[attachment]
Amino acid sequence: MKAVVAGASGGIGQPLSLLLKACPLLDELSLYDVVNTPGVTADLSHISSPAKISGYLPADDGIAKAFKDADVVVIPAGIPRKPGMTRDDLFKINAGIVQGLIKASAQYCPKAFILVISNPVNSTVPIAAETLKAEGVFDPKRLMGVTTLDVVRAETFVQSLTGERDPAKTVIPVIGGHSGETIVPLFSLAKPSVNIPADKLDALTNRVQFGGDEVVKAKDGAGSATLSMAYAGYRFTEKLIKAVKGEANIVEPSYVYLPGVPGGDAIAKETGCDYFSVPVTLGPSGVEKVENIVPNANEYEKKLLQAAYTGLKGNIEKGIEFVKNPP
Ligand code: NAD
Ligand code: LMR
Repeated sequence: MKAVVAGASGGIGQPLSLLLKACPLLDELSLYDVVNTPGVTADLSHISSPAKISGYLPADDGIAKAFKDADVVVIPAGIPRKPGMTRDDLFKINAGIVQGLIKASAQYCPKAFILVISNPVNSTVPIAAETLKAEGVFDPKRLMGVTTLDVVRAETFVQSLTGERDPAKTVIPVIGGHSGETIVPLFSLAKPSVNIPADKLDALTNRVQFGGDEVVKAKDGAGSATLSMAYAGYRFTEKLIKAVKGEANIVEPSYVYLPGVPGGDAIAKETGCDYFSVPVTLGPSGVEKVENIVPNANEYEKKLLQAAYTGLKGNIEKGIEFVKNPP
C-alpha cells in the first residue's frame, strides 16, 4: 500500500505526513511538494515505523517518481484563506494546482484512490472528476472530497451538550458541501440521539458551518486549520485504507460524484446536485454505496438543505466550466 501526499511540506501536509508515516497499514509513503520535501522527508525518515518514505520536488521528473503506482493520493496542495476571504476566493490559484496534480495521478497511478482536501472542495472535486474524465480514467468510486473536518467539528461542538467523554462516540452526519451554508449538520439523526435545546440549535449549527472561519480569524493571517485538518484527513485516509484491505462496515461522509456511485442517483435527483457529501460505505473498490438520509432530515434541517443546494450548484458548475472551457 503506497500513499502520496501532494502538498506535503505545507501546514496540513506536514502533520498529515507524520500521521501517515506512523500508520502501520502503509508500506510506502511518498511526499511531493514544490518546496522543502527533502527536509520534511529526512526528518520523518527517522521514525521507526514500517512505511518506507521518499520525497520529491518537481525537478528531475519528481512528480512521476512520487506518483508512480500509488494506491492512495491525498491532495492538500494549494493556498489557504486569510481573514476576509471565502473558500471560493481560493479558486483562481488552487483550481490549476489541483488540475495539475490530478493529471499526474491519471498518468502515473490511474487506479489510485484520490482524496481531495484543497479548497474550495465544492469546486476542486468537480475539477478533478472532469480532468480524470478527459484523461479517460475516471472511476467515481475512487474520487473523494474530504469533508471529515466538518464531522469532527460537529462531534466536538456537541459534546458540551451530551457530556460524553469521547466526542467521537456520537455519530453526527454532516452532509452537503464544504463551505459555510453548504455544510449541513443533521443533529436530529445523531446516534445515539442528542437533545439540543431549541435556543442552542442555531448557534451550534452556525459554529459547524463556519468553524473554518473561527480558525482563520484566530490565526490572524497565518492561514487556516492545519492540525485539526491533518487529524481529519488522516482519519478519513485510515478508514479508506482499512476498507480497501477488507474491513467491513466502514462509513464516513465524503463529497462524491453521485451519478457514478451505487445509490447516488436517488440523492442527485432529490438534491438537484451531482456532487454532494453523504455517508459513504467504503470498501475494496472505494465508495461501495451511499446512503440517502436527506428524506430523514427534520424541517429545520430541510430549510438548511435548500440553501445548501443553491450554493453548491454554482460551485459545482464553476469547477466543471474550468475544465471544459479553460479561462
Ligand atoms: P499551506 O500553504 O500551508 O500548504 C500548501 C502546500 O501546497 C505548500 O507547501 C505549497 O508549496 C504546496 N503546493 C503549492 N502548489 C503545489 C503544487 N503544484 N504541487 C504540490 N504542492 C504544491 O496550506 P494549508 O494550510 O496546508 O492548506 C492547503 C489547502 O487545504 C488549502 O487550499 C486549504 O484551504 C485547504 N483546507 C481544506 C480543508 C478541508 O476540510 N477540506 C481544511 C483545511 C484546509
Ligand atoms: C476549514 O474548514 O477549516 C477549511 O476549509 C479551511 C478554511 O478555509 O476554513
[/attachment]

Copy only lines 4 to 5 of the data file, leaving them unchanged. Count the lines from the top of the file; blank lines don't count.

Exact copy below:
Repeated sequence: MKAVVAGASGGIGQPLSLLLKACPLLDELSLYDVVNTPGVTADLSHISSPAKISGYLPADDGIAKAFKDADVVVIPAGIPRKPGMTRDDLFKINAGIVQGLIKASAQYCPKAFILVISNPVNSTVPIAAETLKAEGVFDPKRLMGVTTLDVVRAETFVQSLTGERDPAKTVIPVIGGHSGETIVPLFSLAKPSVNIPADKLDALTNRVQFGGDEVVKAKDGAGSATLSMAYAGYRFTEKLIKAVKGEANIVEPSYVYLPGVPGGDAIAKETGCDYFSVPVTLGPSGVEKVENIVPNANEYEKKLLQAAYTGLKGNIEKGIEFVKNPP
C-alpha cells in the first residue's frame, strides 16, 4: 500500500505526513511538494515505523517518481484563506494546482484512490472528476472530497451538550458541501440521539458551518486549520485504507460524484446536485454505496438543505466550466 501526499511540506501536509508515516497499514509513503520535501522527508525518515518514505520536488521528473503506482493520493496542495476571504476566493490559484496534480495521478497511478482536501472542495472535486474524465480514467468510486473536518467539528461542538467523554462516540452526519451554508449538520439523526435545546440549535449549527472561519480569524493571517485538518484527513485516509484491505462496515461522509456511485442517483435527483457529501460505505473498490438520509432530515434541517443546494450548484458548475472551457 503506497500513499502520496501532494502538498506535503505545507501546514496540513506536514502533520498529515507524520500521521501517515506512523500508520502501520502503509508500506510506502511518498511526499511531493514544490518546496522543502527533502527536509520534511529526512526528518520523518527517522521514525521507526514500517512505511518506507521518499520525497520529491518537481525537478528531475519528481512528480512521476512520487506518483508512480500509488494506491492512495491525498491532495492538500494549494493556498489557504486569510481573514476576509471565502473558500471560493481560493479558486483562481488552487483550481490549476489541483488540475495539475490530478493529471499526474491519471498518468502515473490511474487506479489510485484520490482524496481531495484543497479548497474550495465544492469546486476542486468537480475539477478533478472532469480532468480524470478527459484523461479517460475516471472511476467515481475512487474520487473523494474530504469533508471529515466538518464531522469532527460537529462531534466536538456537541459534546458540551451530551457530556460524553469521547466526542467521537456520537455519530453526527454532516452532509452537503464544504463551505459555510453548504455544510449541513443533521443533529436530529445523531446516534445515539442528542437533545439540543431549541435556543442552542442555531448557534451550534452556525459554529459547524463556519468553524473554518473561527480558525482563520484566530490565526490572524497565518492561514487556516492545519492540525485539526491533518487529524481529519488522516482519519478519513485510515478508514479508506482499512476498507480497501477488507474491513467491513466502514462509513464516513465524503463529497462524491453521485451519478457514478451505487445509490447516488436517488440523492442527485432529490438534491438537484451531482456532487454532494453523504455517508459513504467504503470498501475494496472505494465508495461501495451511499446512503440517502436527506428524506430523514427534520424541517429545520430541510430549510438548511435548500440553501445548501443553491450554493453548491454554482460551485459545482464553476469547477466543471474550468475544465471544459479553460479561462